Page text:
See full article at Alt Film Guide »

Vittorio Storaro Talks Frame Rates, Experimentation, and Why Italians Do It Best

Vittorio Storaro, like fellow Apocalypse Now veteran Walter Murch, knows more about his field than nearly anybody. And, as with Murch, the cinematographer’s reasons for being at this year’s Camerimage International Film Festival were almost irrelevant — for me, at least, when the opportunity to interview such a master of the craft is offered. But he was present for a project that means a good deal to him: Muhammad: The Messenger of God, an Iranian religious epic, the first in a prospective trilogy, and, to honor Storaro and director Majid Majidi, recipient of the festival’s Outstanding Cinematic Duo Award.

I don’t know if you could necessarily talk about anything with Storaro, but the man can take any topic that interests him and run with it — for a good, long time, as the following discussion will illustrate. This is not a complaint. Those who are so well-versed in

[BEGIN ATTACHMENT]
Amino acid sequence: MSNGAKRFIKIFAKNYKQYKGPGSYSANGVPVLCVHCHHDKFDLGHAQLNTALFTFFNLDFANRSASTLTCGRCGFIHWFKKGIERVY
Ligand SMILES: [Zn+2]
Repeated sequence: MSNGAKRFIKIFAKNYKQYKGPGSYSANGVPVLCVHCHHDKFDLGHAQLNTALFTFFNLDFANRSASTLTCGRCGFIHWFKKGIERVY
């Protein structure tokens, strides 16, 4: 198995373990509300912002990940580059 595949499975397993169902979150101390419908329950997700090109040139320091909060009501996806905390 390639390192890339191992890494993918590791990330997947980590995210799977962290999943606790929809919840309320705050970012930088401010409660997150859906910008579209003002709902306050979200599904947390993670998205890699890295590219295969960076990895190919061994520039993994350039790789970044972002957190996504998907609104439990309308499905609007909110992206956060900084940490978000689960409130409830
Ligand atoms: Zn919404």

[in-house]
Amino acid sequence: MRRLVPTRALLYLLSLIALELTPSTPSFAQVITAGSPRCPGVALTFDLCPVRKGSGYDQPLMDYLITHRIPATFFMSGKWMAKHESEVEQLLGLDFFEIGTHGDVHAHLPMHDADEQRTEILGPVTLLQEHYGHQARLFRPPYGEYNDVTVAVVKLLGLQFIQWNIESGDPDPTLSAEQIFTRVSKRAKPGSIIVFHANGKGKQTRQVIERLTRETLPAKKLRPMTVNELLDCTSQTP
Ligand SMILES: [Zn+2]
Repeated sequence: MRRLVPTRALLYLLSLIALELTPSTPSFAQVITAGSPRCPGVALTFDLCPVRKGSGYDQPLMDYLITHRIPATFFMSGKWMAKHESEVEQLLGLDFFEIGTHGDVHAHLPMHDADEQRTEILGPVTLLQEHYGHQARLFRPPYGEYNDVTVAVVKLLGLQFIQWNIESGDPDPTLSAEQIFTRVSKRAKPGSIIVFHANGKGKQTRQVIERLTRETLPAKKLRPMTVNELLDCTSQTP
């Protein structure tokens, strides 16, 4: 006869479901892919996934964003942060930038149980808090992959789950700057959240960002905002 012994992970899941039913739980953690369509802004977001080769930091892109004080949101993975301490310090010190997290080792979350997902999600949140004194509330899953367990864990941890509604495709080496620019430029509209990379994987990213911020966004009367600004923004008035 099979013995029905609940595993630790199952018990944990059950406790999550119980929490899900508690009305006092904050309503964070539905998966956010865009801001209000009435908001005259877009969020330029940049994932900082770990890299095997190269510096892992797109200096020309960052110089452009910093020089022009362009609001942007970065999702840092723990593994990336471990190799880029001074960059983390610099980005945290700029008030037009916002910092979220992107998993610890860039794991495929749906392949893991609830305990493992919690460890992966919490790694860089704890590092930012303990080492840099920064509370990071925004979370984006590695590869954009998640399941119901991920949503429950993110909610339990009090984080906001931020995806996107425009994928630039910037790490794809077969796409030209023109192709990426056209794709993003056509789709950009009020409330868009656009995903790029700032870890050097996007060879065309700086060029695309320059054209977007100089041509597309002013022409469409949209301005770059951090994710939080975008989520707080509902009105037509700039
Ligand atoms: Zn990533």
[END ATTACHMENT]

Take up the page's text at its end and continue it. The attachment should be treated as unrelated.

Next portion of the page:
See full article at The Film Stage »

Show Business is Returning to a Glitzier, Taller Hollywood

Show Business is Returning to a Glitzier, Taller Hollywood
Hollywood — the city, not the industry — is taking a giant leap into the future. Within the next few years, the Sunset Boulevard corridor between Highland and Western avenues will be lined with an array of glassy monoliths joining the eye-catching Emerson College to create a new center for the entertainment business.

While in recent years the Oscars returned to Hollywood, and new hotels and clubs drew tourists, office development had been lagging. Now the clusters of Hollywood studio lots are about to be joined by development on an unprecedented scale — that is, if the well-heeled residents of the Hollywood Hills and other neighborhoods approve.